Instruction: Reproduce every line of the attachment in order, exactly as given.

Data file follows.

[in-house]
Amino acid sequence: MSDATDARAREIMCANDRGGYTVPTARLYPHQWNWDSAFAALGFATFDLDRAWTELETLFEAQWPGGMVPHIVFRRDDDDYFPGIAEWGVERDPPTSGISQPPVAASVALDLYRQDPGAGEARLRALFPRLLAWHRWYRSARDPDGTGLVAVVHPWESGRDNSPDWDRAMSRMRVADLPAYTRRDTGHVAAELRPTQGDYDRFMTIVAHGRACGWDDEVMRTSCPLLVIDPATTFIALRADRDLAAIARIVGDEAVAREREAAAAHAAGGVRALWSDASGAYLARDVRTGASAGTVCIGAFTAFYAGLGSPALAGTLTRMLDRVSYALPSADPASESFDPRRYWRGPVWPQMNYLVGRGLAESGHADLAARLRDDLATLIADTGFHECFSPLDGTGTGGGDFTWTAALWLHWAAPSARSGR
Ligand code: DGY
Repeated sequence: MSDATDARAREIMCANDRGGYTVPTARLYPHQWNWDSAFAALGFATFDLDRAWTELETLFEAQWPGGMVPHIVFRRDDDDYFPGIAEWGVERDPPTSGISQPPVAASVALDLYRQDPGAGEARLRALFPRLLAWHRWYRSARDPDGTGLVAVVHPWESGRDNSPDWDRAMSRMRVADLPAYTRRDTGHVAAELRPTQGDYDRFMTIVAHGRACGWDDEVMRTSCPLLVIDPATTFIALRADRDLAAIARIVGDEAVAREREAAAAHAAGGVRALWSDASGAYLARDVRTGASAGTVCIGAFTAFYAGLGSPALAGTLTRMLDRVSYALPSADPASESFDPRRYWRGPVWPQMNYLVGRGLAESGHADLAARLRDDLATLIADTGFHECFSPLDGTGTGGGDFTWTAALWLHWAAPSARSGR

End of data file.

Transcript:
[in-house]
Amino acid sequence: MSDATDARAREIMCANDRGGYTVPTARLYPHQWNWDSAFAALGFATFDLDRAWTELETLFEAQWPGGMVPHIVFRRDDDDYFPGIAEWGVERDPPTSGISQPPVAASVALDLYRQDPGAGEARLRALFPRLLAWHRWYRSARDPDGTGLVAVVHPWESGRDNSPDWDRAMSRMRVADLPAYTRRDTGHVAAELRPTQGDYDRFMTIVAHGRACGWDDEVMRTSCPLLVIDPATTFIALRADRDLAAIARIVGDEAVAREREAAAAHAAGGVRALWSDASGAYLARDVRTGASAGTVCIGAFTAFYAGLGSPALAGTLTRMLDRVSYALPSADPASESFDPRRYWRGPVWPQMNYLVGRGLAESGHADLAARLRDDLATLIADTGFHECFSPLDGTGTGGGDFTWTAALWLHWAAPSARSGR
Ligand code: DGY
Repeated sequence: MSDATDARAREIMCANDRGGYTVPTARLYPHQWNWDSAFAALGFATFDLDRAWTELETLFEAQWPGGMVPHIVFRRDDDDYFPGIAEWGVERDPPTSGISQPPVAASVALDLYRQDPGAGEARLRALFPRLLAWHRWYRSARDPDGTGLVAVVHPWESGRDNSPDWDRAMSRMRVADLPAYTRRDTGHVAAELRPTQGDYDRFMTIVAHGRACGWDDEVMRTSCPLLVIDPATTFIALRADRDLAAIARIVGDEAVAREREAAAAHAAGGVRALWSDASGAYLARDVRTGASAGTVCIGAFTAFYAGLGSPALAGTLTRMLDRVSYALPSADPASESFDPRRYWRGPVWPQMNYLVGRGLAESGHADLAARLRDDLATLIADTGFHECFSPLDGTGTGGGDFTWTAALWLHWAAPSARSGR